Kate is a fiery-feisty beauty who bedazzles men left and right, even more so because of her gift. She’s stubborn spirited and repeatedly escapes Alec. There are only a few hints that she’s aware she always relies on her gift to get her through, and it often seems like she can’t listen to others at all. Granted, Kate is one of the better written heroines of that ilk and I understood her need to escape Alec, but it still didn’t look like she really thought further than her need to escape:

Halting his horse along the road, Alec sat and stared in disbelief as Kate crossed the road away from the inn, boldly and openly. She had not even waited for cover of darkness. Stunned, he simply watched as she headed in the same direction as last night. The little vixen had not bothered to vary her route, he noticed. (210)

Up to the point when Alec and Kate finally reveal their secrets, the story largely read as a story with enemies-attracted-to-each-other as its conflict, despite that I knew about Alec being a spy too. When they finally did talk, I wasn’t convinced of the reason why Alec didn’t say anything sooner. In fact, I’m not sure what his reason really was. Both Alec and Kate work for the Jacobite side. Kate doesn’t know this, but Alec does. But he can’t trust Kate because…umh…he’s not sure if they are really on the same side?

Alec’s unconvincing reason to remain silent turned the conflict of the story – falling in love with someone you can’t trust – into something pointless and fake, lessening my view of the wonderful scenes between them before when they try to resist falling in love with the “enemy.” The internal conflict wasn’t a genuine conflict from that perspective. The external conflict – finding missing weapons – now turned out to be the actual conflict of the story. The problem for me was, it got much less attention than the fake one before the big revelation and so didn’t seem all that interesting. It also imbalanced the story, IMO, because it turned a character-driven story suddenly into a plot-driven story. I now thought the only reason why Alec didn’t say anything sooner was for story reasons to generate sexual tension.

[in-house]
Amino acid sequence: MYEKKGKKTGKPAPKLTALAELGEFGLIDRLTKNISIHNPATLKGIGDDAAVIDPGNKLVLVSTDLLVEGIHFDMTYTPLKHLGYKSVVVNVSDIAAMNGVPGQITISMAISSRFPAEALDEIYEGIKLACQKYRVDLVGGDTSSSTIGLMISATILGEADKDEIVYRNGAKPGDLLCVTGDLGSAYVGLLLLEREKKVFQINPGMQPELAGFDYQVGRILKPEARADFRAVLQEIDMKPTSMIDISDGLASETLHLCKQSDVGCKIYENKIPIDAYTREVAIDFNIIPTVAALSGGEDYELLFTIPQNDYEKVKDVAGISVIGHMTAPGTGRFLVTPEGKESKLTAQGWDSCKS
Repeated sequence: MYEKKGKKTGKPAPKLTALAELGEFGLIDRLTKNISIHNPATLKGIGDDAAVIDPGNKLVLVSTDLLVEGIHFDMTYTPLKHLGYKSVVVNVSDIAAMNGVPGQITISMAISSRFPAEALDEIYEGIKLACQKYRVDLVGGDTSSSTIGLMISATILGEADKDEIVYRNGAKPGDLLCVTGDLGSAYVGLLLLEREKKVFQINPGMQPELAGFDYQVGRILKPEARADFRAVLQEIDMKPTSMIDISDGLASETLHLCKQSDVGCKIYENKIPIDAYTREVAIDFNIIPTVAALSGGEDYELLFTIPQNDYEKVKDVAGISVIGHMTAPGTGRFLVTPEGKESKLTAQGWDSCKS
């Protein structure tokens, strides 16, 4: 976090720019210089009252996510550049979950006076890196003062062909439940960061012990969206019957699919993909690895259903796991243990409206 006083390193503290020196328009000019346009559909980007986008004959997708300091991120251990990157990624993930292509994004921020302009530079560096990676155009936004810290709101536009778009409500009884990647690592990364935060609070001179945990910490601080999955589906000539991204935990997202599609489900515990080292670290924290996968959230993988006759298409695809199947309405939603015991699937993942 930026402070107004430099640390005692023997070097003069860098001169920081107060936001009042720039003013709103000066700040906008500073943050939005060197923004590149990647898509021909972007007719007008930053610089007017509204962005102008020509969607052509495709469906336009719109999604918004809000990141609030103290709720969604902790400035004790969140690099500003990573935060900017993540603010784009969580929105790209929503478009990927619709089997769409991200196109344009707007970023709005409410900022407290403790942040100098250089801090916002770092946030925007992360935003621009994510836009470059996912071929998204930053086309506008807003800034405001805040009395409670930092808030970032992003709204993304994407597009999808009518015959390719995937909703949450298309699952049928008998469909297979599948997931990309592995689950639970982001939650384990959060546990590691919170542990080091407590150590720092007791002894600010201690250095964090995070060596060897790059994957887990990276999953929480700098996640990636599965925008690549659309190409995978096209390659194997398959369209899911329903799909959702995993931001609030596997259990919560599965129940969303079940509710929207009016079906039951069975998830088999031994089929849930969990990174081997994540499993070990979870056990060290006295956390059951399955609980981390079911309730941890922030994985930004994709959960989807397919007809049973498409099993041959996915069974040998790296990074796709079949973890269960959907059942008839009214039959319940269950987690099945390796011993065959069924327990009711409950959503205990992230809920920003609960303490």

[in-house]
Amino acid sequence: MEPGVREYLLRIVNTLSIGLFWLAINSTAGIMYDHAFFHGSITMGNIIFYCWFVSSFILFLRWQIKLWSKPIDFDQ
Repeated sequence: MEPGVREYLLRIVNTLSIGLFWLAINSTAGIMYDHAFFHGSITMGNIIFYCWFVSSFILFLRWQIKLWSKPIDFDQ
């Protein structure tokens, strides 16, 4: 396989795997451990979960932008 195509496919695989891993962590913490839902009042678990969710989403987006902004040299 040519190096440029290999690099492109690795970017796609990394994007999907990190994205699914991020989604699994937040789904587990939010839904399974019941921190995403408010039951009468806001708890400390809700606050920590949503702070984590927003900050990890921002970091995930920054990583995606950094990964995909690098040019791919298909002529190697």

Actually, my interest started to dwindle slightly before the big revelation, after they reach Kate’s home. I don’t know. What then followed seemed more rushed compared to the time the story was given before. Two confrontations (Kate’s family, the judge) turned out to be slightly anti-climactic and resolved in a rather “romance-like” fashion, even a matchmaking character showed up.

Keeping Kate then turned from an engrossing read into a story I asked myself how many pages I still had to go. Which is a shame, really, because the strong attraction between Alec and Kate and the almost mystical quality of it is very well done. How they try to resist the pull between them and were drawn to each other again and again was the best part of the story, IMO. I was really into their dilemma of being attracted to the “enemy.”

On the whole, Keeping Kate is a well written story with a beautifully done attraction between the main characters and a strong sense that they belong together. It’s just a real bummer that its ending didn’t life up to its strong first half in my view.

Would I recommend this novel? Maybe.

Would I read this novel again? Probably not.

Grade: 3,5 / 5